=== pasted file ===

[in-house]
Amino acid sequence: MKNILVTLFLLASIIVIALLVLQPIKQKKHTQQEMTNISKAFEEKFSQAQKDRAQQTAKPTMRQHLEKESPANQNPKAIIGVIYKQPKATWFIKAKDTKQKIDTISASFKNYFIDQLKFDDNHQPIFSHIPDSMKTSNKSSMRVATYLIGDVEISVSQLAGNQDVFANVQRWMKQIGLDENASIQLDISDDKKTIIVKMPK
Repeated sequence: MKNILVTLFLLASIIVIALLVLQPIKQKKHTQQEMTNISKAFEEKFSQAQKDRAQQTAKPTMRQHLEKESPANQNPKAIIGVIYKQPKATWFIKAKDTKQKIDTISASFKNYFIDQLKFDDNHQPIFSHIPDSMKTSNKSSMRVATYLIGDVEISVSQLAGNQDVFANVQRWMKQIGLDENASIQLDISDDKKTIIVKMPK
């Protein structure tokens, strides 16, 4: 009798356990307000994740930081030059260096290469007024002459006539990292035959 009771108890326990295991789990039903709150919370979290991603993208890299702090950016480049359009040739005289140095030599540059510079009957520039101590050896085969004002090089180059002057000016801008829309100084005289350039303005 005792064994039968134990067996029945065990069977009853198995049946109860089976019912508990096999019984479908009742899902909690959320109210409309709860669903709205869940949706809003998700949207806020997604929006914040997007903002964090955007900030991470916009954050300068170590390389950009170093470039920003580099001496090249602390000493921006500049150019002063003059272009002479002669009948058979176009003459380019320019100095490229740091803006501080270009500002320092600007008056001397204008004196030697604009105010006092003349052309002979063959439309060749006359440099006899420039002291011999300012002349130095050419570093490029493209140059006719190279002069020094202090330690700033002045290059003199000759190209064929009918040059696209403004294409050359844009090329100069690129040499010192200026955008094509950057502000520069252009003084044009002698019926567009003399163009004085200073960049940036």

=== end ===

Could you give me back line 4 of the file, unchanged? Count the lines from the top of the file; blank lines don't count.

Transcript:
């Protein structure tokens, strides 16, 4: 009798356990307000994740930081030059260096290469007024002459006539990292035959 009771108890326990295991789990039903709150919370979290991603993208890299702090950016480049359009040739005289140095030599540059510079009957520039101590050896085969004002090089180059002057000016801008829309100084005289350039303005 005792064994039968134990067996029945065990069977009853198995049946109860089976019912508990096999019984479908009742899902909690959320109210409309709860669903709205869940949706809003998700949207806020997604929006914040997007903002964090955007900030991470916009954050300068170590390389950009170093470039920003580099001496090249602390000493921006500049150019002063003059272009002479002669009948058979176009003459380019320019100095490229740091803006501080270009500002320092600007008056001397204008004196030697604009105010006092003349052309002979063959439309060749006359440099006899420039002291011999300012002349130095050419570093490029493209140059006719190279002069020094202090330690700033002045290059003199000759190209064929009918040059696209403004294409050359844009090329100069690129040499010192200026955008094509950057502000520069252009003084044009002698019926567009003399163009004085200073960049940036």